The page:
For many the holidays is a time of sadness because of events associated with the past. For instance, a death, a divorce, or family tensions that occurred during the holiday season can spur one into depression or at least mild despondency. Many times this occurs without the sufferer being consciously of the what or why of his/her feelings. To compound the problem, the season gives the impression that supreme happiness and outright giddiness is the norm. The level of expectations is raised so high that many are simply "set up" for disappointment. For those of us who experience these feelings, we need to believe that the holidays are centered on a reality far more weighty than gifts, decorations, and functional families. God's presence is at the core of Christmas. But in reality, God's presence is with us ALL the time, not just during a selected time slot on the calendar. That is what I choose to believe.
A quote from Grant Wood describes a condition from which he and many of us suffer: taking too much for granted. Wood said, "...To my great joy, I discovered that in the very commonplace, in my native surroundings, were decorative adventures and that my only difficulty had been in taking them too much for granted." Woods' words ring with truth. My goal as an artist is to capture the wonder of the often overlooked ordinary, the commonplace beauty around us, those little details that make all the difference in our daily lives. The rough hue of rocks, lush blue woodlands, weathered wood grains, and distant meandering dirt roads never cease to appeal to me. I attempt to share the beauty from which routine blinds us. My work can be purchased on ebay or by contacting me personally.
Tuesday, December 23, 2014
Monday, December 22, 2014
Santa is PUMPED! He sent the red suit to the cleaners, so he would be sharp later in the week. He donned that little blue number he wears around the house. In the meantime, he and the elves are sorting, organizing, and having strategy meetings. Things are coming together. Blastoff is nigh!
Sunday, December 21, 2014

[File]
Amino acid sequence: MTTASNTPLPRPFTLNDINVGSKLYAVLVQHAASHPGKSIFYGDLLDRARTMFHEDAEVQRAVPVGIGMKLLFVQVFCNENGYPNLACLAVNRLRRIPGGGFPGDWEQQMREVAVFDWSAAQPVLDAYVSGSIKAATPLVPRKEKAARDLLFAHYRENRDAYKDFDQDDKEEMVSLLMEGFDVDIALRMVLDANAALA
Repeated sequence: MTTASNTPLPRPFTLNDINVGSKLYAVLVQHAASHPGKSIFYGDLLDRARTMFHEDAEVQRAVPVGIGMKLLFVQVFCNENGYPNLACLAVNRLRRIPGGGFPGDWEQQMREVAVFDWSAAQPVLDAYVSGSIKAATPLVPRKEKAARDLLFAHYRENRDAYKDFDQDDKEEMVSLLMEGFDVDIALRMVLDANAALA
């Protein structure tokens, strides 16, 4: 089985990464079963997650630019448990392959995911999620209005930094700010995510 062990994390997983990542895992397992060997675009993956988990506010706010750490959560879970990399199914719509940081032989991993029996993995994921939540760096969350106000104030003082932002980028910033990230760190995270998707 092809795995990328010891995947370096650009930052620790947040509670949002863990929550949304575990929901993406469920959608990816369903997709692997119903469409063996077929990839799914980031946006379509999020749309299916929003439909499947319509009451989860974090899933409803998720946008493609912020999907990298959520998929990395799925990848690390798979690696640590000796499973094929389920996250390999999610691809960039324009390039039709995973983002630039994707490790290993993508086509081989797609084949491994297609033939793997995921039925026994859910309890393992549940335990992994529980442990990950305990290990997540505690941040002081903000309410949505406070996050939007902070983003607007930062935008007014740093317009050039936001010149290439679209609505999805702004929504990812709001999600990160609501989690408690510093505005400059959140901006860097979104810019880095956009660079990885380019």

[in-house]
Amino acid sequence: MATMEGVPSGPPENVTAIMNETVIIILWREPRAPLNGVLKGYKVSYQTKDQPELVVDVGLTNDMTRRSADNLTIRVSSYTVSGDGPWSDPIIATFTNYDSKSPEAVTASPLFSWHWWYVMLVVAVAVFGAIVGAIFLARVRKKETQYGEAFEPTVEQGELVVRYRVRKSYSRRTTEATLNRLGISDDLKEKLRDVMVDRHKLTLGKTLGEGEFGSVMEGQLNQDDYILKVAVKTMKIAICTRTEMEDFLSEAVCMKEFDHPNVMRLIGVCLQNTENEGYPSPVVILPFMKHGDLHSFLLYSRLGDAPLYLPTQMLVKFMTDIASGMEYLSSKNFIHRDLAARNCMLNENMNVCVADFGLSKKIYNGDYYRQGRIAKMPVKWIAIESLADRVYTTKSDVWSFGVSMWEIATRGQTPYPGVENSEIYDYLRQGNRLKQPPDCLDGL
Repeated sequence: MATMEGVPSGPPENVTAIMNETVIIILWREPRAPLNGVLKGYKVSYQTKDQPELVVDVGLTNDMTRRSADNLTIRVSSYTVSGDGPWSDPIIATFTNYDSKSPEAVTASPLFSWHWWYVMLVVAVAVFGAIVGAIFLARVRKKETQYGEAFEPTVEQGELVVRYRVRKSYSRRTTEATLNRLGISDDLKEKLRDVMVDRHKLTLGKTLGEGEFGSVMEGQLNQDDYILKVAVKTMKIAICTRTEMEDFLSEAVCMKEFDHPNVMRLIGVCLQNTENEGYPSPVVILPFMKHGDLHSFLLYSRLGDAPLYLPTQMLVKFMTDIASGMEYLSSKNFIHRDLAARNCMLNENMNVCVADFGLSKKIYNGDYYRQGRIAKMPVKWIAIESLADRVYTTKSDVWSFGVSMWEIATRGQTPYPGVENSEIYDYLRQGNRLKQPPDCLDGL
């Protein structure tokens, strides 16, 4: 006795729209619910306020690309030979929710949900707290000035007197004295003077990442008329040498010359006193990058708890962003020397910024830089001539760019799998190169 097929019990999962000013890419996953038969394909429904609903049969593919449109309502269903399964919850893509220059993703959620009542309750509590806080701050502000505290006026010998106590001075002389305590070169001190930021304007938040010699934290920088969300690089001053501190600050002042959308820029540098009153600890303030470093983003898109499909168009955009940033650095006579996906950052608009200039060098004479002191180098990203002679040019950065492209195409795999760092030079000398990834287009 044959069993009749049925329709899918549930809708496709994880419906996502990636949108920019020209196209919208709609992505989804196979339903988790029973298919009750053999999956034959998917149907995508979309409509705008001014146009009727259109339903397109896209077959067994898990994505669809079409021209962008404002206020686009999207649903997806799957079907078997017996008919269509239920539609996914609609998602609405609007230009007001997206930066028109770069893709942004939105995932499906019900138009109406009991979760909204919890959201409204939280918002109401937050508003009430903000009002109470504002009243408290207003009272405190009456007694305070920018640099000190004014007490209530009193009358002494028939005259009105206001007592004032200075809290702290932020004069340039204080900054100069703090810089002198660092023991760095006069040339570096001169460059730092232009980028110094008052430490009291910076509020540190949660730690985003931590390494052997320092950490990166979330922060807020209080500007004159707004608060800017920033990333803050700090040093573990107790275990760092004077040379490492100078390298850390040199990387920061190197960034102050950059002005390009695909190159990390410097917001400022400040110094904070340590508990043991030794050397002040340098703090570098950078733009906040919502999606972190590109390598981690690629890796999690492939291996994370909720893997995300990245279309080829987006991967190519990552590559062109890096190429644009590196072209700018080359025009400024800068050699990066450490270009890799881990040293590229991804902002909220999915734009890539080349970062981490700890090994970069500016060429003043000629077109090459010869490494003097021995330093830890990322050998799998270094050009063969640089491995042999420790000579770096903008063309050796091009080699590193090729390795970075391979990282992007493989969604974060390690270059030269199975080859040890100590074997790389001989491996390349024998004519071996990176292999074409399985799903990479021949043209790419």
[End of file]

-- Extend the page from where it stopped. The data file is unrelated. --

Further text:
Several Christmases ago, I was in a plate painting mode. Small dessert plates scavenged at flea markets and garage sales were the chosen surface. They sold well, and the surplus made ideal small gifts for friends and the unexpected gifting that arises during the Christmas season. This "plate period" reminds me of the various surfaces I have used for paintings from wood to metal;
Friday, December 19, 2014
Thursday, December 18, 2014
I painted 10 just like this one last Christmas for my daughter. Santa is taking a moment from his busy pre-Christmas schedule to enjoy a red bird's song. Who could blame him? We would all be better off if we would take a moment to listen to what a bird has to say. ...the wonder of the small.
Sunday, December 14, 2014
This painting was one that sold three Christmases ago- a surprise gift for one who loved Christmas and any thing related to Christmas. When living in Florida, I was surprised to learn that poinsettias grew outside there as shrubbery. Growing rather large, they were beautiful if well-tended and protected from occasional cold snaps. This painting always garnered positive comments, and I was glad to see it adopted by Christmas lovers. I always want my paintings to be in a good home.
Saturday, December 13, 2014
This piece was painted several years ago, but will always remain a personal favorite simply because it captures a whimsical moment. This deer can't decide if the carrot is worth the gamble of approaching this strange figure. I would like to think that Frosty was nose-less
Thursday, December 11, 2014
Christmas was indeed magical to me (sorry about the tired expression). The preceding days before the big night seemed an eternity to my pea brain. I was euphoric with anticipation. On Christmas afternoon however, the reality that Christmas was over hit home and I crashed. It was over. Life had lost meaning. I was distraught. An entire year stretched before me. NO MORE CHRISTMAS until then. Perhaps this puppy is feeling the same emotions.
Sunday, December 7, 2014
With this piece, I tried a different approach which involves Z-gel as a finish. After painting a simple nativity with as few details as possible, I applied a layer of coating, which after drying, gives the appearance of antique crackling. My hopes were this scene would have the appearance of a stained glass window scene. --not quite there, but I do like the simplicity of this familiar Christmas scene. I like the texture which is formed,
Saturday, December 6, 2014
Normally, I work on larger Christmas pieces, not so this year. This piece was duplicated twelve times for gifts. I am always amazed at how different "identical" paintings can be. For instance, Santa's expression varies from painting to painting. Here he has a mysterious, mischievous glint in his eyes. What IS he up to????